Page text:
In 1973, Winston Cosgrove published a 60-page book on the history of Wolfe Island. Wolfe Island Past and Present outlines how the island came to be settled, how it remained in use by indigenous peoples as fall and winter fishing and hunting grounds until the middle of the 19th Century, and how the population peaked in the late 19th Century before beginning a long decline that has only recently been reversed. The book is written in a kind of discreet manner that suggests its focus was more in the past than on what was then the present, and of course 40 years have passed since it was published. It contains, however, much information about how the island community developed from the late 17th until the 20th centuries. In 1685, Robert Cavallier, Sieur de Lasalle, having been granted the Signeury of Fort Frontenac by King Louis the 14th ten years earlier, conferred ownership of what would become known as Wolfe Island on James Cauchois. It was the “first conveyance of any part of Ontario from one subject to another”. The land remained in the Cauchois family for over 100 years, until it was sold in the early 1800s to David Alexander Grant and Patrick Langan for one shilling an acre. Grant had married the Baroness of Longeuil in 1785, and although the sale of the island to Grant and Langan severed all ties to the French monarchy it did establish the Baron of Longeuil as a major force on Wolfe Island. In 1823, David Alexander's son, C.W. Grant, the 4th Baron of Longeuil, owned about 11,000 acres on the island. A similar amount was split among the three daughters of Patrick Langan. Two-sevenths of the land had been turned over to England's King George when the British overturned French rule in the entire region. Grant sold off 100 acre lots starting in 1823, and settlement began in earnest. He also had a large house constructed near Marysville. The house, which was called Ardath Chateau, was known locally as the “The Old Castle”. It had 25 rooms, a dungeon, a carriage house and servants' quarters and was the “focal point for many years of life on the island”. In 1929 the house, which had been unoccupied for at least 15 years, was razed in a fire. “Being a native born Islander, this writer recognises the staunch loyalty among the Islanders for one another and out of respect for this tradition, would prefer 'to let sleeping dogs lie' rather than delve further into the matter.” This suggests that Winston Cosgrove knew more about the fire than he was willing to say, and in all likelihood further information about what happened that dark night in 1929 is still carried by any number of Wolfe “Islanders”. Although “The Old Castle” was certainly grand, the housing situation for Wolfe Island settlers in the early to mid 19th Century was more modest. Fifteen settler families lived on the island in 1823, and this increased to 261 persons by 1826. The population grew steadily, peaking at 3,600 by 1861. When the island was being settled in the 1820s and 30s “the typical house was a log cabin, 20 feet long by 16 feet wide, 6 logs high, with a shanty or sloping roof. Some had glass but most often the windows were only holes in the wall, which could be covered in the winter.” During the 1850s, demand for lumber for D. D. Calvin's shipbuilding operation on nearby Garden Island led to a lumbering boom on Wolfe Island, and the boom ended when the trees were gone. The population began to dwindle at that point, and by the time Cosgrove's book was published in 1973, it was down to 1,200. It had dropped to 1142 by 2001, and the 2011 population survey lists Frontenac Islands (including Wolfe and Howe Island) at 1864. The current permanent resident population of Wolfe Islands, according to Wikipedia, is 1,400, although it is twice that or more in the summer (perhaps excluding this past summer due to the Ferry Fiasco of 2015). Wolfe Island Past and Present contains a wealth of information about landmarks and renowned island residents. It explains how Marysville was named after Mary Hitchcock, who lived all of her 92 years on the island and was its first postmistress between 1845 and her death in 1877. The General Wolfe Hotel, originally known as the Wolfe Island Hotel, was built in 1860. It was renamed the General Wolfe by the Greenwood brothers in 1955, and benefited from the results of a liquor referendum in 1957, which was won by “the wets”. The hotel remains an island landmark and a major part of the hospitality industry. It's 130-seat restaurant has won a number of provincial awards. The final chapter of the book deals with a crucial subject, one that has been top of mind on the island this summer and was also the subject of a discussion and slide show on Wednesday, December 2, “Ice Travel” with Kaye Fawcett and Ken White, which was organised by the Wolfe Island Historical Society. Throughout Frontenac County the history of road and railway construction is full of colour, hardship and a fair taint of corruption and scandal. On Wolfe Island there is an added dimension - the water that separates the island from the mainland and the City of Kingston. It was 50 years ago, in 1965, that a year-round ferry service financed by the Province of Ontario was established on Wolfe Island. Until then the ferry service ran only until freeze up, and during the winter an ice road was the way across. In 1954 the winter was so warm that the ferry was only inactive for 2 days, but between 1955 and the onset of the year-round ferry in 1965, the range was 60 to 110 days, with an average of about 80 inactive days each winter. Over the years, tragedies and near tragedies occurred on the ice on many occasions. One of the more famous events was the near drowning of entire families on Christmas Day in 1955. The ferry was out of commission because of an early winter, but a tug boat, the Salvage Prince, waited at the edge of the ice at Barrett's Bay for families who had come to the island for Christmas Day and were returning to Kingston late in the afternoon. They were being drawn across the ice in a sleigh, but just before reaching the boat, the sleigh went through a wet spot in the ice, forcing a hurried and dangerous rescue, as children, adults and seniors, were luckily all pulled out of the freezing water back to the tug and a boat ride to Kingston. Some were taken to the hospital for observation. An account of the trip by Brian Johnson is available at thousandislandslife.com. In the concluding pages of his book, Winston Cosgrove makes the argument that the economy of Wolfe Island will be doomed unless a bridge is built. “In the past the economy of the island has been purely an agricultural one, with hunting and fishing and summer residents as minor items. Under this system the population has dwindled. The key to the problem is transportation. There is much beautiful undeveloped shoreline and land that is is well-suited for permanent homes but better ways are needed to get to and from the mainland if the community is to develop and grow. A ferry service is not efficient enough ... Meanwhile the Islanders who want a bridge must be content to await future developments while acting as guardians of a great land developed by pioneers, to whom all are indebted.” Although Cosgrove's views may have had a lot of currency this past summer while the Wolfe Islander ferry was in dry dock, Wolfe Island has reversed the population slide over the past 10 years and a number of tourism-related businesses are thriving.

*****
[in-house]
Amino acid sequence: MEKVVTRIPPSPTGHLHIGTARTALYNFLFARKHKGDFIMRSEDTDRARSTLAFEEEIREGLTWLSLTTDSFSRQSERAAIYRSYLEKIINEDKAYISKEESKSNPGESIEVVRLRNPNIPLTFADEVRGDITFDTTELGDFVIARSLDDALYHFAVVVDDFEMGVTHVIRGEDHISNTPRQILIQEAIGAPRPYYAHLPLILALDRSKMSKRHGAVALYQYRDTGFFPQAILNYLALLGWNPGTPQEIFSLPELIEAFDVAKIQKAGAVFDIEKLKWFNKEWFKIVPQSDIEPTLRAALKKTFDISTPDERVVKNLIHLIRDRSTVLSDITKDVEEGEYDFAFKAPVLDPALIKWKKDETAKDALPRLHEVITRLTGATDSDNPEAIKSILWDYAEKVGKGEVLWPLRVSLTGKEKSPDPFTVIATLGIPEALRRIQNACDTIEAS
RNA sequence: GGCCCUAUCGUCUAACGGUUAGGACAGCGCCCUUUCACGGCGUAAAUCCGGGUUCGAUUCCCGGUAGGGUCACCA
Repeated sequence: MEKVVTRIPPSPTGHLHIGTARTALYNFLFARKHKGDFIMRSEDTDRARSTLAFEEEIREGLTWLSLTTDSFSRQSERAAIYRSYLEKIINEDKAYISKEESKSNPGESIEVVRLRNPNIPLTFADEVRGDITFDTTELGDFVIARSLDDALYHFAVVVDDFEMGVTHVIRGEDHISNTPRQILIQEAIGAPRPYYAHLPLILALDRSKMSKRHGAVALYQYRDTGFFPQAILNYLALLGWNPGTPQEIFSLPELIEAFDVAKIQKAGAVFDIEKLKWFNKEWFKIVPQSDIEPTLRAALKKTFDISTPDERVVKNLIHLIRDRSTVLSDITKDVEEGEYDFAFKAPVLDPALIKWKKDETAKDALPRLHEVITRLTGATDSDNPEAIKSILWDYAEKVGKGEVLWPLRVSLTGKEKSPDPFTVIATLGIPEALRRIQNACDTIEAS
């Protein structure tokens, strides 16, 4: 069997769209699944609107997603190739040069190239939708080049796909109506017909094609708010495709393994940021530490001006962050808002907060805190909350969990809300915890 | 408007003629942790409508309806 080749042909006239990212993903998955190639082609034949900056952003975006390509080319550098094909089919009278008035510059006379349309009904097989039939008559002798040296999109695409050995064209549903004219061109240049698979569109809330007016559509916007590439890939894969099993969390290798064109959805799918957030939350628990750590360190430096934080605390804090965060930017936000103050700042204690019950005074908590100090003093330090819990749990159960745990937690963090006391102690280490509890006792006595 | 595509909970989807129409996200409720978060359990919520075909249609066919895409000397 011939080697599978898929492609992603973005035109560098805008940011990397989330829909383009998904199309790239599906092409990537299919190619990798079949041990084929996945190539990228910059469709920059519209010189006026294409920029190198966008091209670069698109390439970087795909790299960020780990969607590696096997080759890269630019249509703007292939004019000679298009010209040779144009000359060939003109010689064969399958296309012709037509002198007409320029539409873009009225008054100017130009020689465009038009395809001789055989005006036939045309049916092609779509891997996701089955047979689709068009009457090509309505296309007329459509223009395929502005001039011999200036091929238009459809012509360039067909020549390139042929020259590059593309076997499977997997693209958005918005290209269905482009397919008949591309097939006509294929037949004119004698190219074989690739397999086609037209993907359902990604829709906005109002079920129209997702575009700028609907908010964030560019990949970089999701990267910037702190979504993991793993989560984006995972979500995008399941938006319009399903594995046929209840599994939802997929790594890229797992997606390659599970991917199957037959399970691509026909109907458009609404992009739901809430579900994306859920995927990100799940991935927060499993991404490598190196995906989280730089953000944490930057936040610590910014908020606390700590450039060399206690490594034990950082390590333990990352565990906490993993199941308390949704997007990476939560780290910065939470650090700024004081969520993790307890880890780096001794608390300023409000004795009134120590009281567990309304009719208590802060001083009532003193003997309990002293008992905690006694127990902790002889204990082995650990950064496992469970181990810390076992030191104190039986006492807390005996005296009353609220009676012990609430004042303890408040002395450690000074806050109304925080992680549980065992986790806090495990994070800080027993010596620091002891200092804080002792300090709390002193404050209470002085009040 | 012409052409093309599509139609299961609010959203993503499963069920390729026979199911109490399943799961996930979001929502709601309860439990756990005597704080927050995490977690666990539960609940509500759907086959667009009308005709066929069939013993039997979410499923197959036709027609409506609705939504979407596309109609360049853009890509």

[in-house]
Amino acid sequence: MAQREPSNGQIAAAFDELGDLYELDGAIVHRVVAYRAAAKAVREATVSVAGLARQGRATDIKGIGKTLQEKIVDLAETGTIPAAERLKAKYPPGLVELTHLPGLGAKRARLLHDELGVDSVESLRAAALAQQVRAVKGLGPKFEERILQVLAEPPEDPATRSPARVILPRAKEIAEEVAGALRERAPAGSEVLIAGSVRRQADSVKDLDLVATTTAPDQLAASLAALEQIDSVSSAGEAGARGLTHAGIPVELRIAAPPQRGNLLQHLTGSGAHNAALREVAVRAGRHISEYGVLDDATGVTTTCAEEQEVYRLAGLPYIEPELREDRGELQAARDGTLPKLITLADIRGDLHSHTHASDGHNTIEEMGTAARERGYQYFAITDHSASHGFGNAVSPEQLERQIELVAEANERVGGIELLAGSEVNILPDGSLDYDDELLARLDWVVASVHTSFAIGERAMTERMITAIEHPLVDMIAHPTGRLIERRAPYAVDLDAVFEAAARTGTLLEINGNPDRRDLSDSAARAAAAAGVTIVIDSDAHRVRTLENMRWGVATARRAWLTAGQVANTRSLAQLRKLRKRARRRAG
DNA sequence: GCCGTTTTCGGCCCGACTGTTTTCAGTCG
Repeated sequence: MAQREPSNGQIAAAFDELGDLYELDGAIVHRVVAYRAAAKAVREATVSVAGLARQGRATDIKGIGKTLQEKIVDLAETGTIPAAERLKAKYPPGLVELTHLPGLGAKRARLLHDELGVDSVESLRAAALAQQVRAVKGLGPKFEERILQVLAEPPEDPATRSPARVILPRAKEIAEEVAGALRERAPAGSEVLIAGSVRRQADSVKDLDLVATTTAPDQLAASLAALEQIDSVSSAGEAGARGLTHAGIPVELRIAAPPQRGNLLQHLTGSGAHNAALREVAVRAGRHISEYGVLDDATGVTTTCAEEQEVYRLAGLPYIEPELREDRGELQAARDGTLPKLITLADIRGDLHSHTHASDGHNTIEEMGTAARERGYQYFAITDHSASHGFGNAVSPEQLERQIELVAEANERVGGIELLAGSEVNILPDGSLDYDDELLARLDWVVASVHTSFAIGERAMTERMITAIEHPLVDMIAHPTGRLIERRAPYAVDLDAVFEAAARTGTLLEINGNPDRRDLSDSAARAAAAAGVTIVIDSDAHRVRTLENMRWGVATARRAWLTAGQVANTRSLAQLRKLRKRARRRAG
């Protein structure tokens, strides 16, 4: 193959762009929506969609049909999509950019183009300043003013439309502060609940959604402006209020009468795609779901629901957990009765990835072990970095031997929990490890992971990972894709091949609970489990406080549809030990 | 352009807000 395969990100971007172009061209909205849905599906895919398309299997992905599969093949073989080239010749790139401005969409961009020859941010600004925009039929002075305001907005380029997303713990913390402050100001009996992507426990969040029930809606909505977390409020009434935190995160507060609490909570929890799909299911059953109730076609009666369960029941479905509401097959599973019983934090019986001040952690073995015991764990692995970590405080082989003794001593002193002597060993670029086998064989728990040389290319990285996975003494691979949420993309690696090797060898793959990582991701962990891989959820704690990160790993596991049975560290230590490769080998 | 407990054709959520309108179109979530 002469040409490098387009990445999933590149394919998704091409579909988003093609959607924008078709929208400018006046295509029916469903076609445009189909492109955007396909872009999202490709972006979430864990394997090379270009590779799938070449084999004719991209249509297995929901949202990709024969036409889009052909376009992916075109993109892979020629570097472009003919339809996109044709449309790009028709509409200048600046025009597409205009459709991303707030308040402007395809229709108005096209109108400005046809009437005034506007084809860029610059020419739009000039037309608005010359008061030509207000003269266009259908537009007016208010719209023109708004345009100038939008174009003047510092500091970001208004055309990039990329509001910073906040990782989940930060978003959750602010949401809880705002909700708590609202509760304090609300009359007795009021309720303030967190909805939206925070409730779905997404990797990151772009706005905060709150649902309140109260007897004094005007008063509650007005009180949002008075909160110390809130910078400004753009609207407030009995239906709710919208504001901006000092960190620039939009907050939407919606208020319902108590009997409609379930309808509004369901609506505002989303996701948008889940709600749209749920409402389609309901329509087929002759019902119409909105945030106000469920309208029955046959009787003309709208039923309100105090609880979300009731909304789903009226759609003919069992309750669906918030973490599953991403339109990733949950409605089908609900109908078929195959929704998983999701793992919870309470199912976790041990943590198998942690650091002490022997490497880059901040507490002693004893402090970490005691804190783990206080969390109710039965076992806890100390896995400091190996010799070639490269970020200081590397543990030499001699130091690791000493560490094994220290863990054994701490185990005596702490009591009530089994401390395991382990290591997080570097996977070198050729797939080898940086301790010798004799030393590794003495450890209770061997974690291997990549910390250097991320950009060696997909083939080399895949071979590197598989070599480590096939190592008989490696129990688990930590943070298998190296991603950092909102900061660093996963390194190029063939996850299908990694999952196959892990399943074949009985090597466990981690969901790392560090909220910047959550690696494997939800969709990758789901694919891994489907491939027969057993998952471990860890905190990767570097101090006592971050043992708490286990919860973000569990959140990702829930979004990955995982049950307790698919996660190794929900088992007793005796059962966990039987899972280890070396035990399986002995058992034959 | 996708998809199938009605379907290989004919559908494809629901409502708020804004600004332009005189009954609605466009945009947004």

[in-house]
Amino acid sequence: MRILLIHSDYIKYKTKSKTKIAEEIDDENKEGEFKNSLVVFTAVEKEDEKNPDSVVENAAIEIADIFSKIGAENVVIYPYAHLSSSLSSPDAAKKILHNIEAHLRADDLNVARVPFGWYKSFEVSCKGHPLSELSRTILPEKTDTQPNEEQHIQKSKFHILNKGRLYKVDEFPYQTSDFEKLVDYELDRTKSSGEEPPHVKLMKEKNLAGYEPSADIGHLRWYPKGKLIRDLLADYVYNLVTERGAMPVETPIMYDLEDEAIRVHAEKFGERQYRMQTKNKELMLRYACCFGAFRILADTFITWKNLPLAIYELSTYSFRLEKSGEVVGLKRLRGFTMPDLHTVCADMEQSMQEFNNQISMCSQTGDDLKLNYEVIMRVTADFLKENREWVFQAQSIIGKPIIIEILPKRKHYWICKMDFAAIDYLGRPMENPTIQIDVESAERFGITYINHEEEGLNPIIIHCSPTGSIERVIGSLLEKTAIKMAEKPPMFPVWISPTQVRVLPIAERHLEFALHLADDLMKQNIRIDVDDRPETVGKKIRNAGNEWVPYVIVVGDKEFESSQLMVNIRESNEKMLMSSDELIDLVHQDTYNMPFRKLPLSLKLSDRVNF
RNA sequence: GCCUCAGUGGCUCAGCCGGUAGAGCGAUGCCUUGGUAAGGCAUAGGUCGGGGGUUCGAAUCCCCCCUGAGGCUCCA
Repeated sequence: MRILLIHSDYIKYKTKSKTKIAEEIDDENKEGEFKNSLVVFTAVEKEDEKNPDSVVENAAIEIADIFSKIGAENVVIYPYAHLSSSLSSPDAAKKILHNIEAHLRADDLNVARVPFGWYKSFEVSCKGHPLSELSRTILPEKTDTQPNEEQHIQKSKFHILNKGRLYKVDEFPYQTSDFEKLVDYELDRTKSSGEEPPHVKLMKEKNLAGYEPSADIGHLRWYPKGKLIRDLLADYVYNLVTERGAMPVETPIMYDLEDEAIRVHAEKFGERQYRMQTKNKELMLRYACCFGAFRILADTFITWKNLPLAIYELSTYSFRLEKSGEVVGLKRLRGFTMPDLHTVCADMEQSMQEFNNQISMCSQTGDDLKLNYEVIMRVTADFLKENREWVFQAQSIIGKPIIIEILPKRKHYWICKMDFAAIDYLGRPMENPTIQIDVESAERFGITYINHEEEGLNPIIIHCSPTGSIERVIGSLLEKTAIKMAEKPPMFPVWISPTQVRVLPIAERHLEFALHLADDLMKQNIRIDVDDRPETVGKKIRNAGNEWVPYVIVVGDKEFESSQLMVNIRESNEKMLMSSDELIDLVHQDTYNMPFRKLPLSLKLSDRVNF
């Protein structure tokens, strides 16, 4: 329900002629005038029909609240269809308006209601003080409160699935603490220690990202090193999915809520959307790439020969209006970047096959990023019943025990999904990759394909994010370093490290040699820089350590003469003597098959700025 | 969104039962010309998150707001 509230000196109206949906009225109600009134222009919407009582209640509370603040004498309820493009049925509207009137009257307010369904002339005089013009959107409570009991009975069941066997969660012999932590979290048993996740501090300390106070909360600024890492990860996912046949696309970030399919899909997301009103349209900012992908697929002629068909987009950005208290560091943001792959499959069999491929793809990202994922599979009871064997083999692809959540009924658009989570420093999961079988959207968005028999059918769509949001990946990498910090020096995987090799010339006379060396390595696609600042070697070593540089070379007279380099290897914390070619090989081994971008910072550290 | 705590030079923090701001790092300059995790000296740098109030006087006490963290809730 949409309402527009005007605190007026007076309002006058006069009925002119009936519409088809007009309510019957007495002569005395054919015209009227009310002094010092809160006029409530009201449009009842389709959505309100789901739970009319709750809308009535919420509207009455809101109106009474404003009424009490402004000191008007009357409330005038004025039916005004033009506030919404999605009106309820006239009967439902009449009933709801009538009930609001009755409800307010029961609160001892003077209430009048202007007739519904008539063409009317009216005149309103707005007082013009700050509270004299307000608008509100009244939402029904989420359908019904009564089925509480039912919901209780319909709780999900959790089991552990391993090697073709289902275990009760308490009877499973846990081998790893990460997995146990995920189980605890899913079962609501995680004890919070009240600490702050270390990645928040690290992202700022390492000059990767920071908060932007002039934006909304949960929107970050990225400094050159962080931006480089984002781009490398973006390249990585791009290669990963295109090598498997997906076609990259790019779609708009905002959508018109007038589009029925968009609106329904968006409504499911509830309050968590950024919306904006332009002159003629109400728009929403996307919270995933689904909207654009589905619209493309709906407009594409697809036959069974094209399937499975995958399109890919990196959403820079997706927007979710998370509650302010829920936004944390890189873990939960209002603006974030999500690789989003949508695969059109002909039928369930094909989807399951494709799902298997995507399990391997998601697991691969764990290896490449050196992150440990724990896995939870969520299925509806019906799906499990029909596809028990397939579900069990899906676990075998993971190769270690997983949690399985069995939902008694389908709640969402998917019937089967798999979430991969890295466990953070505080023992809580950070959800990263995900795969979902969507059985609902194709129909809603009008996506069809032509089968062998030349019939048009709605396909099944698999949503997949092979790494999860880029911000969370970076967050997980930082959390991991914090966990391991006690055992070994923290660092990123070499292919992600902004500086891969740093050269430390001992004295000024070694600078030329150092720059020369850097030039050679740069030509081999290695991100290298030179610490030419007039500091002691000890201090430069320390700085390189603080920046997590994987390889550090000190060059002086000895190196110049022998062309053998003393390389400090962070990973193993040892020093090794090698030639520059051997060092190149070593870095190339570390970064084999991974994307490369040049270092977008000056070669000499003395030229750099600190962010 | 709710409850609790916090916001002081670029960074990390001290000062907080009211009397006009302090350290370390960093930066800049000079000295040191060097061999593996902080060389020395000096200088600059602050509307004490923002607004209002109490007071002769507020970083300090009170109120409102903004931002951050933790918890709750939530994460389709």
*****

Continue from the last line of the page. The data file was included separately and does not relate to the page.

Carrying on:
Rightly so, Frontenac Park is considered the hidden jewel of Frontenac County. It is located in the midst of an array of communities and cottage lakes within a stone's throw of Sydenham and is a short drive from Kingston; and yet it is a backwoods park in a unique geological and climactic location. It features the best canoeing, camping and hiking this side of Bon Echo Park, which is also a jewel but one that is less hidden and is also shared between Frontenac and Lennox and Addington. In his definitive book on the back story about the land where Frontenac Park is located, “Their Enduring Spirit: the History of Frontenac Park 1783-1990”, Christian Barber extensively researched all of the development that took place in and around the park before the idea of a park was floated and eventually acted upon in the 1960s. Their Enduring Spirit is not only a valuable resource in terms of how the park was developed; it is also an account of the difficulties posed by the Frontenac Spur of the Canadian Shield on those who were unlucky enough to attempt homesteading in its rocky terrain. The park is located in what were then Loughborough and Bedford Townships, now both part of the Municipality of South Frontenac. Many of the settlers who attempted to make a life in that region did so in the mid-to-late 1800s. There were some Loyalists among them, but there were also a number of Irish immigrants who made their way first to St. Patrick's Church in Railton, and then headed into the wilderness north of Sydenham in search of a new life. What greeted them was brutal and difficult. The history of a number of homesteading families forms the core of Their Enduring Spirit. Based on historic records, interviews with descendants who lived on or visited those who lived on the farms, and by walking the land and examining the remnants that are being reclaimed as wilderness lands, a picture of life in the back townships during the first 100 years of Frontenac County emerges. (An account of the life and times of the Kemp family can be found at Frontenacnews.ca under the “50 Stories/150 Years” tab) The level of poverty among late 19th Century settlers is reflected in some of the minutes of meetings of both Hinchinbrooke and Loughbrough Townships. In the minutes there are accounts of grants for as little as $1 for families in need after the death of a partner or a debilitating illness. Families who had settled on the worst pieces of land, who suffered from any kind of ill health, or for some reason were not able to keep up with the demands of clearing land, building shelter, keeping warm in winter and raising enough food, ended up in desperate straits. That is why settlers would take over abandoned fields and houses and only settle the ownership later on, if they decided to stay. Far from disputing this practice, as long as the property taxes were paid the local townships did not question the ownership of the properties. Mining was one of the few means of getting money for labour, and was also a major impetus for the establishment of the K&P Railroad. The village of Godfrey, to the west of Frontenac Park, was originally called Deniston after the name of the post office but it was known as Iron Ore Junction by the local population. The Glendower company mined 12,000 tons of iron ore between 1873 and 1880, and later the Zanesville company took over and a spur line was constructed between the mine and the Bedford Station (renamed Godfrey in 1901) of the K&P. A large deposit of Feldspar was found between Desert and Thirteen Island Lakes, and it was mined, on and off, between 1901 and 1951, producing a total of 230,000 tons in that time. In and right around the park, it was mica that was the most commonly mined mineral, in small mines as a kind of cottage industry and on an industrial scale as well. There is an account of how a mica mine operated in one of the issues of “The Frontenac News” (not this newspaper but the newsletter of the Friends of Frontenac Park) Below is an excerpt: 1905 - early in the morning Tom Gorsline, the foreman at the Tett mine, is checking the steam piping as a worker starts a wood fire in the boiler that will provide the steam that runs the drill and the water pumps. The miners had been following a vein of amber mica (phlogopite) since 1899 - the main pit now plunged close to 80 feet into the rocks and water sometimes was a problem. Fortunately, the price for mica is on the rise again and the main vein is still good. The hand drillers are already at work. Their job is to make holes in the rock to receive the explosives. The drillers are working in teams of two using a method called "double-jacking". One person, the holder, manually holds a steel drill against the rock. The other, the striker, swings an eight-pound sledgehammer hitting the end of the drill. In between the blow, the holder twists the drill to loosen the rock chips so it does not get stuck in the rock. Then the next blow comes with a sharp clank when steel meets steel. They are drilling at a rate of 1.5 to 2 feet per hour. After a half-hour, the holder and striker exchange places so the striker can have a rest. As you can imagine, accuracy is crucial. If the striker misses, the holder could be maimed for life. This is dangerous enough when they are drilling on the floor of the mine, but often the veins are at the roof of a drift or on the wall of the pit. As soon as the steam from the boiler reaches the right pressure, a miner starts the steam drill. It is faster and easier than hand drilling but the steam drill is enormous, unreliable and unwieldy because of connections with the steam pipes that come down from the surface. As a result, the steam driller is assigned fairly open spaces while the hand drillers work in tight quarters. Drilling is hard and dangerous - there are no hard hats, goggles, or electrical lights - but the dollar a day they are earning helps to feed their families. Now that the holes are in place, Tom calls the blasters. They make sure the holes are dry, otherwise the charges may not go off. They put the black powder in waterproof covers, attach a proper length fuse, and place it down in the hole. They pack the rest of the hole with clay. The length of the fuse is important or they could meet their maker faster than expected. After a few minutes, all charges are ready. The head blaster gives a signal to Tom Gorsline who orders all miners and equipment out of from the mine. When all is clear, the blaster lights up the fuse and moves quickly out of the way. The explosion rumbles and the ground shakes. After the smoke and dust settle, Tom sends in the muckers. They have a hazardous job. Everyone knew of George Amey, a mucker at the Birch Lake mine, who lost an eye when his pick hit a charge that did not fully explode. Some muckers sort the ore from the waste while others, with picks and shovels, load the waste rock in a large bucket until it is full. Then one of them yells: "BUCKET." Upon hearing the signal, a man at the surface gets the horse moving on a circular track so that the winch can hoist the bucket up to the top. The bucket is dumped on the tailings pile. As soon as the muckers are finished clearing the debris from the last blast, the drillers begin to make new holes. Cleaning the mica is the job of cobblers who work on the surface. Some cobblers "thumb trim" the mica by the pit while others are working at the cleaning shop attached to the main mine building, "knife trimming" the mica to remove all traces of unwanted material. They store the clean mica in barrels. The mica is shipped down the Hardwood Bay Road to Perth Road then north to Bedford Mills. There, the mica will be shipped to a buyer in Ottawa via the Rideau Canal. The Tett mine operated from 1899 till 1924. It produced 99 tons of mica for a value of $27,279.00. For a few months, it was the largest mica producer in Ontario. By the 1940s the mica mining boom had passed and most of the homesteads in the area had been abandoned or were on their last legs. It was then that the idea of establishing a wilderness park on the lands in Loughborough and Bedford township that had resisted settlement, and whose lakes (Devil, Big Clear, Otter, and Buck) were not already cut up into cottage lots, was first floated. In 1954 a Parks Division was created within the Department of Lands and Forests of Ontario (the precursor to the Ministry of Natural Resources. In 1957, the Kingston Rod and Gun Club submitted a proposal for a new park to serve the growing numbers of people in Kingston and southern Frontenac County wanting to experience the great outdoors, hiking, camping, fishing and the enjoyment of a sandy beach. The proposal included twenty-seven 200 acre lots in Bedford and twenty-five 200 acre lots in Lougborough, a total of 16.2 square miles, with an option to increase it to 23.7 square miles if the area below Otter Lake was added. That effort was not successful, and seemed to be dead when Murphy's Point Park on Big Rideau Lake near Perth was established instead. Five years later, in 1962, another group, the Kingston Nature Club, put forward a similar proposal. This time, even though the cost of purchasing private land for the park had ballooned to $200,000, the proposal was successful. It eventually cost over $1 million to create Frontenac Park, which opened in the late 1960s. The park's first superintendent, Bruce Page, was the great grandson of Jeremiah, one of the first settlers on the land in the vicinity of what became Frontenac Park. Among the features of the park, and on the nearby Gould Lake Conservation Area, are hiking trails that pass by and over mica mine sites. In the Park, the 10 km Tettsmine Loop passes by remnants of a log slide from the lumbering days, abandoned mica mines and the remains of McNally Homestead. At Gould Lake, the Mica Loop passes over several small mine sites and mica minerals can still be seen sparkling in the rock faces.